Justo Gareca, director of Bolivia's Civil Defense Corps announced up to 400 people may still be trapped under the rubble. Defense Minister Freddy Teodovic said the landslide killed 13 people and that 12 were confirmed missing, but he feared there could be hundreds more.
Villagers estimate about 50 miners and their families were trapped under the mass of earth about the size of two football fields. Chima is a tiny mining town of about 1,800 people about 200 kilometers (125 miles) north of La Paz.
Bad weather and washed-out roads hampered a large-scale rescue effort to reach the victims buried by the landslide early Monday in this gold-mining town.
Despite government plans to send in four helicopters, national guard troops and international rescue teams, only 20 firefighters have managed to arrive at the disaster area. Gareca said some 300 rescue workers and national guardsmen will begin pulling bodies from the landslide Wednesday. The town had begun to smell of decomposing bodies Tuesday.
Local doctors converted a covered basketball court into a makeshift clinic that later served as a vigil for the dead. A woman wandered around moaning, "How long must we live in this misery."
The village has no cellular phone capability and the only telephone booth was squashed by falling earth.
Given the scarcity of official information, relatives of the victims have gone to the airwaves to ask radio listeners if they have any information of missing loved ones.
Villagers were frantically digging through the mountain of mud and rock to reach survivors. Rescue helicopters donated by the United States are expected to arrive Wednesday.
Chima, is an isolated, poor town where gold miners have burrowed into the mountain with explosions of dynamite for the past 70 years in search of a meager living.
One of the few buildings spared by the landslide was the village schoolhouse, said Toridio Mercado, deputy mayor of Tipuani, a neighboring village with a medical clinic receiving the injured.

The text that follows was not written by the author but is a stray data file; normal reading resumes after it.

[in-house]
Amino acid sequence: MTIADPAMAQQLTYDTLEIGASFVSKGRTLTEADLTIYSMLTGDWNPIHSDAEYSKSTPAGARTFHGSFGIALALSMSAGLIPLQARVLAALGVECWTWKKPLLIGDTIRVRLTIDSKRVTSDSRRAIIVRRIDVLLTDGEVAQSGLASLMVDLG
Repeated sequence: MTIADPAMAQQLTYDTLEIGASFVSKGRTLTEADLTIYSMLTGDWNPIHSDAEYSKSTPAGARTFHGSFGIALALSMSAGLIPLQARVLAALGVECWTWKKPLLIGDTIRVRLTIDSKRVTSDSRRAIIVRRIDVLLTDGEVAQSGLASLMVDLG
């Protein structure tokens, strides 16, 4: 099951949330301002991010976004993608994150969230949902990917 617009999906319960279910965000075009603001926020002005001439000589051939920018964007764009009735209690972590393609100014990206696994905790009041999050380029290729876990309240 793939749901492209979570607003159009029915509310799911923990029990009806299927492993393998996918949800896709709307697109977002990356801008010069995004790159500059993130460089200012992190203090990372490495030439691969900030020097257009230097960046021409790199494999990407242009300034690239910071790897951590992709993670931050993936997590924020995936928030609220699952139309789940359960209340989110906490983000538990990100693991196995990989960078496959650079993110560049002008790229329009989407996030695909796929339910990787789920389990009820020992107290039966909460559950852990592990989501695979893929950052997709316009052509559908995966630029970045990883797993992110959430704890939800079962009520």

"The situation is urgent," Mercado said. "We don't have even the basic resources. We have two doctors and they need gauze, syringes, plaster and body bags."
Mina said the governor of La Paz sent a group to assess the situation. The government's only form of communication with the village, which is 12 hours by road from the capital, so far has been a small radio at the gold mine.
A landslide two years ago left eight dead in Chima. Authorities say that mining tunnels have undermined the mountain and put it at risk of collapse.
Rains spur landslide; 14 dead, 200 missing in Bolivia
The Boston Globe, April 2, 2003
LA PAZ - Heavy rains triggered a massive landslide in a remote gold-prospecting town in northern Bolivia, killing at least 14 people and leaving 200 missing, officials said yesterday. A mountainside washed into the town of Chima, 117 miles from the capital of La Paz, on Monday, burying more than 100 houses in mud. ''Fourteen bodies have been found so far,'' government health official Beatriz Peinado said.
Peinado said the first of a convoy of rescuers had arrived in the town, accessible only by a winding 360 mile road, after a 10-hour journey. Government officials said the US Embassy lent rescue teams, four helicopters, and an airplane that are usually used in efforts to eradicate illegal crops of coca, the plant used to make cocaine, to aid rescue efforts. (Reuters)